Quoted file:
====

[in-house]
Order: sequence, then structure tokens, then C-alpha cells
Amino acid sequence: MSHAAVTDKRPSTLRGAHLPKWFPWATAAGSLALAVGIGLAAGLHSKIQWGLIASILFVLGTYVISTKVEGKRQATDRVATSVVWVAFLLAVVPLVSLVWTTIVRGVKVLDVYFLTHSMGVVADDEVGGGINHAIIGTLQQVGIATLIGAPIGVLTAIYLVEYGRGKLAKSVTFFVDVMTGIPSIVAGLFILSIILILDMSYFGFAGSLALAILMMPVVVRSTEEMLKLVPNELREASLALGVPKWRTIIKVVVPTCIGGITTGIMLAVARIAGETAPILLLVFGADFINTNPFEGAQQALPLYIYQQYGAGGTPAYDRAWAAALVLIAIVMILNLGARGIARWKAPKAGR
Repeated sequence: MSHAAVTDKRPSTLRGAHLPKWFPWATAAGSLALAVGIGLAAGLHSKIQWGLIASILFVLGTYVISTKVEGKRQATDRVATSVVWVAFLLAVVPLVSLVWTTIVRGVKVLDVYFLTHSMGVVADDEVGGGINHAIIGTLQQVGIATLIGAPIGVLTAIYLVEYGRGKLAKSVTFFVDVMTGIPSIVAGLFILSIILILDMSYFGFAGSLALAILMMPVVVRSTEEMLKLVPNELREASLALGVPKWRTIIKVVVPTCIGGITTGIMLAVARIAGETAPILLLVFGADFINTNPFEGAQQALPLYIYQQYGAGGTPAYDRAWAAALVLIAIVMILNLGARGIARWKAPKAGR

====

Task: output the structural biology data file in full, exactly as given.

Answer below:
[in-house]
Order: sequence, then structure tokens, then C-alpha cells
Amino acid sequence: MSHAAVTDKRPSTLRGAHLPKWFPWATAAGSLALAVGIGLAAGLHSKIQWGLIASILFVLGTYVISTKVEGKRQATDRVATSVVWVAFLLAVVPLVSLVWTTIVRGVKVLDVYFLTHSMGVVADDEVGGGINHAIIGTLQQVGIATLIGAPIGVLTAIYLVEYGRGKLAKSVTFFVDVMTGIPSIVAGLFILSIILILDMSYFGFAGSLALAILMMPVVVRSTEEMLKLVPNELREASLALGVPKWRTIIKVVVPTCIGGITTGIMLAVARIAGETAPILLLVFGADFINTNPFEGAQQALPLYIYQQYGAGGTPAYDRAWAAALVLIAIVMILNLGARGIARWKAPKAGR
Repeated sequence: MSHAAVTDKRPSTLRGAHLPKWFPWATAAGSLALAVGIGLAAGLHSKIQWGLIASILFVLGTYVISTKVEGKRQATDRVATSVVWVAFLLAVVPLVSLVWTTIVRGVKVLDVYFLTHSMGVVADDEVGGGINHAIIGTLQQVGIATLIGAPIGVLTAIYLVEYGRGKLAKSVTFFVDVMTGIPSIVAGLFILSIILILDMSYFGFAGSLALAILMMPVVVRSTEEMLKLVPNELREASLALGVPKWRTIIKVVVPTCIGGITTGIMLAVARIAGETAPILLLVFGADFINTNPFEGAQQALPLYIYQQYGAGGTPAYDRAWAAALVLIAIVMILNLGARGIARWKAPKAGR